There will be many excuses given for why the New York Knicks didn’t re-sign Jeremy Lin.
They can blame it on the size of the offer sheet from the Houston Rockets. They can say that last season’s “Linsanity” was a result of good fortune playing for Mike D’Antoni. They can say he was just a flash in the pan, an anomaly.
But the reason the Knicks didn’t sign Jeremy Lin, at least in part, is likely because of his race.
No one would ever admit to it, and it’s a discussion nobody wants to have, but his ethnicity must be examined as part of why he wasn’t re-signed.
Lin gave the Knicks every reason in the world to be re-signed, even with the large salary in the third year of the contract. There hasn’t been a sensation like Lin in the NBA ever before. He was a one-of-a-kind phenomenon.
And he was good.
He scored 38 points in one game, had 25 points and 10 assists in another. He made game-winning shots. He guided them to a healthy winning streak when it was least expected. He breathed life into the Big Apple franchise.
And after the initial sensation and outlandish statistics died down a bit, Lin proved more than worthy of a significant three-year investment for a young point guard.
As Gregg Doyel of CBS Sports explained, “Lin averaged 16 points, 7.4 assists and 2.1 steals in his final 20 starts — and while those figures don’t make him a candidate for MVP, they do make him a very good NBA point guard.”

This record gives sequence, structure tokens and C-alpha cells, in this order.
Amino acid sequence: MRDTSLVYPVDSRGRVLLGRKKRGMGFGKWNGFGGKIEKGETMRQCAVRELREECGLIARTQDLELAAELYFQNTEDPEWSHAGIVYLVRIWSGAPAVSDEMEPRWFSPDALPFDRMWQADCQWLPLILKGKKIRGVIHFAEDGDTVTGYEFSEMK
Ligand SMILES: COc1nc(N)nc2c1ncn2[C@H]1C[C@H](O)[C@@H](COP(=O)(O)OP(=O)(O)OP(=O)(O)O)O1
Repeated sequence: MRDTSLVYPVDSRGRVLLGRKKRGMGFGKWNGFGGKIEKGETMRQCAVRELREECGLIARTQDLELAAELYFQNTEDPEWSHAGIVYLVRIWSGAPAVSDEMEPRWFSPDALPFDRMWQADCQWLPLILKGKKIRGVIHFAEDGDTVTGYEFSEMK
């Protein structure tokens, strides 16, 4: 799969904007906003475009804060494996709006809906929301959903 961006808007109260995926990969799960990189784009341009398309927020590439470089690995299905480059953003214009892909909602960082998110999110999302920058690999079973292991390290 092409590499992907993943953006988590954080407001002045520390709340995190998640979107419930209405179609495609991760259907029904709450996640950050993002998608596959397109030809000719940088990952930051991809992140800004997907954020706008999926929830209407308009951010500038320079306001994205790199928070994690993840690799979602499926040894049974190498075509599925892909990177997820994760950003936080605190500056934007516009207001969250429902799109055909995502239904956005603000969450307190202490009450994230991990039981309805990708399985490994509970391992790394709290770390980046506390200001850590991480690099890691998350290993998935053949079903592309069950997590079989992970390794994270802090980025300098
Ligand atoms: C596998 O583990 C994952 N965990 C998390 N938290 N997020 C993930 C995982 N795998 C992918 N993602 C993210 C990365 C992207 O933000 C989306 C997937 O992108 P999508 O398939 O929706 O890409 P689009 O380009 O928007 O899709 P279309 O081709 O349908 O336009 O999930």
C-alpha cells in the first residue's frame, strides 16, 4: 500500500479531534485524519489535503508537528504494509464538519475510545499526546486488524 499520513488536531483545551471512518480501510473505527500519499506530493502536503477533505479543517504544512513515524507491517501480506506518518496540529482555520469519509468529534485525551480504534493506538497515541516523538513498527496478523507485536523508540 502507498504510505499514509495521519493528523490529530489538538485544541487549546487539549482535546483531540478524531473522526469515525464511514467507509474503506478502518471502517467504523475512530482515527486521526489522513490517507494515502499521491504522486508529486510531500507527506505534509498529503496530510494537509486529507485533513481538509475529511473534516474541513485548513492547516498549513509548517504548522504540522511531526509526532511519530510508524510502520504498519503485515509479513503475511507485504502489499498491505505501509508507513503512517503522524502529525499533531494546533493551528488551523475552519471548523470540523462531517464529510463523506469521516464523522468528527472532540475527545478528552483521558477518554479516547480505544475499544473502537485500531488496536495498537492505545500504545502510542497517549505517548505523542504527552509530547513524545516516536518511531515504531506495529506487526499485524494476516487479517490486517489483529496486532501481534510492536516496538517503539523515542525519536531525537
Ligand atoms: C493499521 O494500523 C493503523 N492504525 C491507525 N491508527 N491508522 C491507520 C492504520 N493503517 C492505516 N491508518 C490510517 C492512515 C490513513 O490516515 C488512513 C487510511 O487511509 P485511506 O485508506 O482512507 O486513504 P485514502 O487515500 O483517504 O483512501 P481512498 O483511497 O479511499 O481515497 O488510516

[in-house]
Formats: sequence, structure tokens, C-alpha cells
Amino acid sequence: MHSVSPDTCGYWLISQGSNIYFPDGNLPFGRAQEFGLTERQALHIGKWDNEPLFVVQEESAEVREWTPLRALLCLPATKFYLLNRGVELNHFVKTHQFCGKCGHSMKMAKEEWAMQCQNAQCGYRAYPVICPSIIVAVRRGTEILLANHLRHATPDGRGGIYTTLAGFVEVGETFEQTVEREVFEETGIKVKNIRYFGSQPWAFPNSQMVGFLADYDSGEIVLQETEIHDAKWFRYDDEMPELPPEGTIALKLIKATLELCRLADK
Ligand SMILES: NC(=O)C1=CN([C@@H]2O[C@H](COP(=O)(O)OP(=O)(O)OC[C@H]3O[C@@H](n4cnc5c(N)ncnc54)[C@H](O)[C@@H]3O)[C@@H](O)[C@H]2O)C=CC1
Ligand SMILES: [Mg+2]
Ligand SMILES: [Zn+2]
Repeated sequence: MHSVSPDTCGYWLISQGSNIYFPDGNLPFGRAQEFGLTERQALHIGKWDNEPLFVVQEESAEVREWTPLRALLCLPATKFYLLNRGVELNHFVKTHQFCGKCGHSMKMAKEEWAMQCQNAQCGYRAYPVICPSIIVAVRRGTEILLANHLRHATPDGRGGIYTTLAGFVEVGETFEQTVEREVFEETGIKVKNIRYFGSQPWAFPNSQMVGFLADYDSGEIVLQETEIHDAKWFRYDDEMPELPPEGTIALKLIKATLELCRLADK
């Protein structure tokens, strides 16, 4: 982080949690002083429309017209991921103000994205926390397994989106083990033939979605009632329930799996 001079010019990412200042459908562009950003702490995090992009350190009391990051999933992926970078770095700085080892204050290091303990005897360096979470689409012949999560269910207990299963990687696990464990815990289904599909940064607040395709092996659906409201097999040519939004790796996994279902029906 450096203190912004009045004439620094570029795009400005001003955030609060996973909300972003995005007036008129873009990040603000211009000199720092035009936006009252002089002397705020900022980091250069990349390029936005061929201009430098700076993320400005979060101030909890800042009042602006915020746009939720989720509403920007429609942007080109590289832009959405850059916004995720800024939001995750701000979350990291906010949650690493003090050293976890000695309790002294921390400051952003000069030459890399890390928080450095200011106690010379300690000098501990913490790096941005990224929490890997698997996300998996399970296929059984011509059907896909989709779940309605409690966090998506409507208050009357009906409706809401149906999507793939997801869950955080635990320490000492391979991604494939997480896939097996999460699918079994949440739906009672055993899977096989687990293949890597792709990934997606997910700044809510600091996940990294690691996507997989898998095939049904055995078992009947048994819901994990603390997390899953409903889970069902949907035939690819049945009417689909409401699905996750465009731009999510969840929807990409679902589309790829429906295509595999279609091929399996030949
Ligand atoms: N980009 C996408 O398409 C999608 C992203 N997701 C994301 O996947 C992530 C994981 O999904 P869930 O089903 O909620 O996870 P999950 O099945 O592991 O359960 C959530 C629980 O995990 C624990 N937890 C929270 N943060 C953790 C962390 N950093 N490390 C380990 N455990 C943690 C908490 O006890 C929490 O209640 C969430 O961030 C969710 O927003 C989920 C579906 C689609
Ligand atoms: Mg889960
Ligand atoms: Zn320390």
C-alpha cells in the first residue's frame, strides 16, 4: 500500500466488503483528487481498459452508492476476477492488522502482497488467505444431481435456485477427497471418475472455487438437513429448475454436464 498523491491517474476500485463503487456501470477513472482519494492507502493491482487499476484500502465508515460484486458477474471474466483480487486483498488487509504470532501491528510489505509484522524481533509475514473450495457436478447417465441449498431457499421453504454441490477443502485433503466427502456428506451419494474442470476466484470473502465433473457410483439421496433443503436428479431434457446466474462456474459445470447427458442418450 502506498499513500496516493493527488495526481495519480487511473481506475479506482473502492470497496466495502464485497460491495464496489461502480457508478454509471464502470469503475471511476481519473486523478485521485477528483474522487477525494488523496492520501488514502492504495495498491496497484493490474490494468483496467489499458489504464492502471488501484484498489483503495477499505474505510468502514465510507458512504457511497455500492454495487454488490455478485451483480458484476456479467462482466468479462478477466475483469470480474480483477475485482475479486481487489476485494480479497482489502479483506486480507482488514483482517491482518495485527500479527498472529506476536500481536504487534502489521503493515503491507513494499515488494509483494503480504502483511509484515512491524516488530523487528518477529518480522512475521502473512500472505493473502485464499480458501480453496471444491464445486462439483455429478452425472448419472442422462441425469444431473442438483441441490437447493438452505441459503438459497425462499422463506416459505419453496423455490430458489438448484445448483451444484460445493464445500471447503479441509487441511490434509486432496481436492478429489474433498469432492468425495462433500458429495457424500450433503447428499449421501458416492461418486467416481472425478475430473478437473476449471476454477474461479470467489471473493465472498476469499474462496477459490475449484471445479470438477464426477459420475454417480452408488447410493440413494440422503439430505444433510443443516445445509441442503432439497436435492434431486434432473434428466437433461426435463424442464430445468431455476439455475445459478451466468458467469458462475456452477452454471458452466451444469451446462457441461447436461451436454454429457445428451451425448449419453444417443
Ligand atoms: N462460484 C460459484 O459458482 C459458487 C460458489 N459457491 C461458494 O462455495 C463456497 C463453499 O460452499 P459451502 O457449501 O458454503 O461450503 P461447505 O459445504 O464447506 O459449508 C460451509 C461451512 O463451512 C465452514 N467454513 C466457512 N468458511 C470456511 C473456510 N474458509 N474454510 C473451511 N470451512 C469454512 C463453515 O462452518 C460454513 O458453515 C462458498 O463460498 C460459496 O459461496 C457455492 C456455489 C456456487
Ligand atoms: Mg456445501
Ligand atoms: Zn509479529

They certainly make him a wiser investment than the ancient Jason Kidd and the mediocre, older Raymond Felton.
But Lin’s payback from the franchise was doubt regarding his talent, doubt about his ability to rehabilitate from injury, and doubt about his heritage being able to ball for real.
This story can be twisted by the Knicks’ organization to say many things…but the truth: Asian-Americans still don’t get respect as athletes in the U.S.
Asian-Americans are still greatly stereotyped. Possibly, it is the ethnic group most stereotyped.
And playing skillful basketball has, unfortunately, not been a stereotype associated with Asian-Americans.
Pretty much everybody knows this is how the stereotype has gone. But Lin proved everybody wrong. He is a baller, even a dunker, as he did in one of his starts last season.
Now, the bias is that Lin is not capable of continuing to play at a high level and keep the “Linning” going.
Call it what it is: when it comes to how Lin’s departure was handled, money was a factor…but so, probably, was prejudice.
Howard Alperin is Managing Editor for AmericanizeSoccer.com